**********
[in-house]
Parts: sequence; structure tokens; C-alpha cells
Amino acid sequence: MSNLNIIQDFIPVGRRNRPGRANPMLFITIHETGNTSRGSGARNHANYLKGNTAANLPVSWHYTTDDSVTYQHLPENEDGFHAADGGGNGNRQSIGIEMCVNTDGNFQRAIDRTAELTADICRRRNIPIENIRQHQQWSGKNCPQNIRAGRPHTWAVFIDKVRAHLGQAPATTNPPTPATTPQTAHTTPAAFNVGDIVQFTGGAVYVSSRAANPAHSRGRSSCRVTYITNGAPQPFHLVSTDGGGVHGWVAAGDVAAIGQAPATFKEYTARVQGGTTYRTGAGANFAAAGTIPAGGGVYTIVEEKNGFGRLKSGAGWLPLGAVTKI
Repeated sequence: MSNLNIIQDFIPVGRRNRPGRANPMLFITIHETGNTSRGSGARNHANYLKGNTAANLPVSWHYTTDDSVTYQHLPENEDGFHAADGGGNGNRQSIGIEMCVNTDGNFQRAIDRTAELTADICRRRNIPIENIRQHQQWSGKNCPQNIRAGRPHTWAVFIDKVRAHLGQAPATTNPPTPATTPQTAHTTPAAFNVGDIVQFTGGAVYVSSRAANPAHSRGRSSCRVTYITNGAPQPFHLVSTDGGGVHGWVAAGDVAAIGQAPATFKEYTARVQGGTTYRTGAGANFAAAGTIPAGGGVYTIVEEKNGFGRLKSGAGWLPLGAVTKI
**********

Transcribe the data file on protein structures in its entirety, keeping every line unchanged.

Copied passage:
[in-house]
Parts: sequence; structure tokens; C-alpha cells
Amino acid sequence: MSNLNIIQDFIPVGRRNRPGRANPMLFITIHETGNTSRGSGARNHANYLKGNTAANLPVSWHYTTDDSVTYQHLPENEDGFHAADGGGNGNRQSIGIEMCVNTDGNFQRAIDRTAELTADICRRRNIPIENIRQHQQWSGKNCPQNIRAGRPHTWAVFIDKVRAHLGQAPATTNPPTPATTPQTAHTTPAAFNVGDIVQFTGGAVYVSSRAANPAHSRGRSSCRVTYITNGAPQPFHLVSTDGGGVHGWVAAGDVAAIGQAPATFKEYTARVQGGTTYRTGAGANFAAAGTIPAGGGVYTIVEEKNGFGRLKSGAGWLPLGAVTKI
Repeated sequence: MSNLNIIQDFIPVGRRNRPGRANPMLFITIHETGNTSRGSGARNHANYLKGNTAANLPVSWHYTTDDSVTYQHLPENEDGFHAADGGGNGNRQSIGIEMCVNTDGNFQRAIDRTAELTADICRRRNIPIENIRQHQQWSGKNCPQNIRAGRPHTWAVFIDKVRAHLGQAPATTNPPTPATTPQTAHTTPAAFNVGDIVQFTGGAVYVSSRAANPAHSRGRSSCRVTYITNGAPQPFHLVSTDGGGVHGWVAAGDVAAIGQAPATFKEYTARVQGGTTYRTGAGANFAAAGTIPAGGGVYTIVEEKNGFGRLKSGAGWLPLGAVTKI